Community Corrections Background
Implementation of a formalized community corrections program in Michigan began as a response to an increasing prison population and the associated costs being experienced by Michigan in the late 1980s. Michigan legislators passed Public Act 511, better known as the Community Corrections Act, in 1988 as a response to the growth in the prison commitment rate. The Michigan Office of Community Corrections (MOCC), housed within the Michigan Department of Corrections, was established with the passage of PA 511 and undertook the responsibilities of reducing prison admissions, gaining better utilization of county jail facilities across Michigan, and improving treatment programming provided to offenders.
In order to assist MOCC with these objectives, PA 511 also provided the authorization for local counties in Michigan to establish local Community Corrections Advisory Boards (CCAB) with membership consisting of local criminal justice and community stakeholders. With the establishment of a CCAB, counties could apply for grant funding from MOCC to assist in the implementation of community corrections programming at the county level.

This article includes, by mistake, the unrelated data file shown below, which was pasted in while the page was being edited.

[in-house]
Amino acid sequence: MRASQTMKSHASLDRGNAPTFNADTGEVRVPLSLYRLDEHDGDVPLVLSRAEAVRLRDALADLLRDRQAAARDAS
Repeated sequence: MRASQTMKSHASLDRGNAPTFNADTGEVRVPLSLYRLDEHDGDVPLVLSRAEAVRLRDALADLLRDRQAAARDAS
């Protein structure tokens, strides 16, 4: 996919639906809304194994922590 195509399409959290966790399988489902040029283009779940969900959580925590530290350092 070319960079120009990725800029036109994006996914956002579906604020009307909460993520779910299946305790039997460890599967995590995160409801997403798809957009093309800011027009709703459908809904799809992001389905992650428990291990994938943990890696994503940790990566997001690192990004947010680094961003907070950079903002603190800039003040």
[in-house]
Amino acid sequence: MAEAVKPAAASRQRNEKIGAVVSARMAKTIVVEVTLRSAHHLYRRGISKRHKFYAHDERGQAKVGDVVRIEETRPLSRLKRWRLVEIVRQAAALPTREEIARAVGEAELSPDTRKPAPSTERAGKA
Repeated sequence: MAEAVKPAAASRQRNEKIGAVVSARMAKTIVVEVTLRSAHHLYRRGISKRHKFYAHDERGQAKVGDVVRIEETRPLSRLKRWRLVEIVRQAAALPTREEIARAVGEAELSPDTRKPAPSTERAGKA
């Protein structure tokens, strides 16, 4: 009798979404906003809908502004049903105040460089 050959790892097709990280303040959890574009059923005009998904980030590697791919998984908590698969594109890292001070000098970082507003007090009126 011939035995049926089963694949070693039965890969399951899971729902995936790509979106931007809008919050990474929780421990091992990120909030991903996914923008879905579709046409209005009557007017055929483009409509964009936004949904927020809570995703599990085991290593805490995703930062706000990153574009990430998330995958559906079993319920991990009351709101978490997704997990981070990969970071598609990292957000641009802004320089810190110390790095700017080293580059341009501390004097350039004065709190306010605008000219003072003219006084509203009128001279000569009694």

The Van Buren County Office of Community Corrections (Van Buren County OCC) was created with PA 511 funds awarded to Van Buren County in order to administer and guide the CCAB's comprehensive community corrections plan. Van Buren County OCC staff members hold a number of responsibilities that include the monitoring of funded programming to ensure contract compliance and that the agencies receiving Van Buren County OCC funds are providing services that assist the Van Buren County CCAB in meeting established goals and objectives related to the reduction of prison commitments and jail utilization.